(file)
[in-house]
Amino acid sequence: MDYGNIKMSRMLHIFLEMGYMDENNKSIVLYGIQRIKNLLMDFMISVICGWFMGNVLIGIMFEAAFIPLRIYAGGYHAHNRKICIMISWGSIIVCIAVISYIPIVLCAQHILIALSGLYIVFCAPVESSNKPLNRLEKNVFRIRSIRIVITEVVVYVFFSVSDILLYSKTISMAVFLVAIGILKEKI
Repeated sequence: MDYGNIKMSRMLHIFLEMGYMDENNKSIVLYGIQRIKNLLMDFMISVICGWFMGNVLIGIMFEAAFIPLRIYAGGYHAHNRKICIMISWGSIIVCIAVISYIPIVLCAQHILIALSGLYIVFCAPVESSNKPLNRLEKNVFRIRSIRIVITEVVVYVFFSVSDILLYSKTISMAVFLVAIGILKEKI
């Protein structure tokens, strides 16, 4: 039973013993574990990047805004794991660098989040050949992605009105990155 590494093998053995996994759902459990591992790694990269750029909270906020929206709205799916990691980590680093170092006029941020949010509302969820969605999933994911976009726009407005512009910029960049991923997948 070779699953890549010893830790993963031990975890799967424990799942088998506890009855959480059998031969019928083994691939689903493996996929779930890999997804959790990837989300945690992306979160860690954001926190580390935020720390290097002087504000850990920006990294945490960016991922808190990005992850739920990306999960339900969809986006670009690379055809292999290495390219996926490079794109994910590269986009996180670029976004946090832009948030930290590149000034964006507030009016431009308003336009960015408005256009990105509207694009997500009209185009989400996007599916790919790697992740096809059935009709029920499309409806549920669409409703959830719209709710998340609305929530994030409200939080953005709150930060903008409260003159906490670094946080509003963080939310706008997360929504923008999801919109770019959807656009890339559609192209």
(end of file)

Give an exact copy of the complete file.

[in-house]
Amino acid sequence: MDYGNIKMSRMLHIFLEMGYMDENNKSIVLYGIQRIKNLLMDFMISVICGWFMGNVLIGIMFEAAFIPLRIYAGGYHAHNRKICIMISWGSIIVCIAVISYIPIVLCAQHILIALSGLYIVFCAPVESSNKPLNRLEKNVFRIRSIRIVITEVVVYVFFSVSDILLYSKTISMAVFLVAIGILKEKI
Repeated sequence: MDYGNIKMSRMLHIFLEMGYMDENNKSIVLYGIQRIKNLLMDFMISVICGWFMGNVLIGIMFEAAFIPLRIYAGGYHAHNRKICIMISWGSIIVCIAVISYIPIVLCAQHILIALSGLYIVFCAPVESSNKPLNRLEKNVFRIRSIRIVITEVVVYVFFSVSDILLYSKTISMAVFLVAIGILKEKI
């Protein structure tokens, strides 16, 4: 039973013993574990990047805004794991660098989040050949992605009105990155 590494093998053995996994759902459990591992790694990269750029909270906020929206709205799916990691980590680093170092006029941020949010509302969820969605999933994911976009726009407005512009910029960049991923997948 070779699953890549010893830790993963031990975890799967424990799942088998506890009855959480059998031969019928083994691939689903493996996929779930890999997804959790990837989300945690992306979160860690954001926190580390935020720390290097002087504000850990920006990294945490960016991922808190990005992850739920990306999960339900969809986006670009690379055809292999290495390219996926490079794109994910590269986009996180670029976004946090832009948030930290590149000034964006507030009016431009308003336009960015408005256009990105509207694009997500009209185009989400996007599916790919790697992740096809059935009709029920499309409806549920669409409703959830719209709710998340609305929530994030409200939080953005709150930060903008409260003159906490670094946080509003963080939310706008997360929504923008999801919109770019959807656009890339559609192209």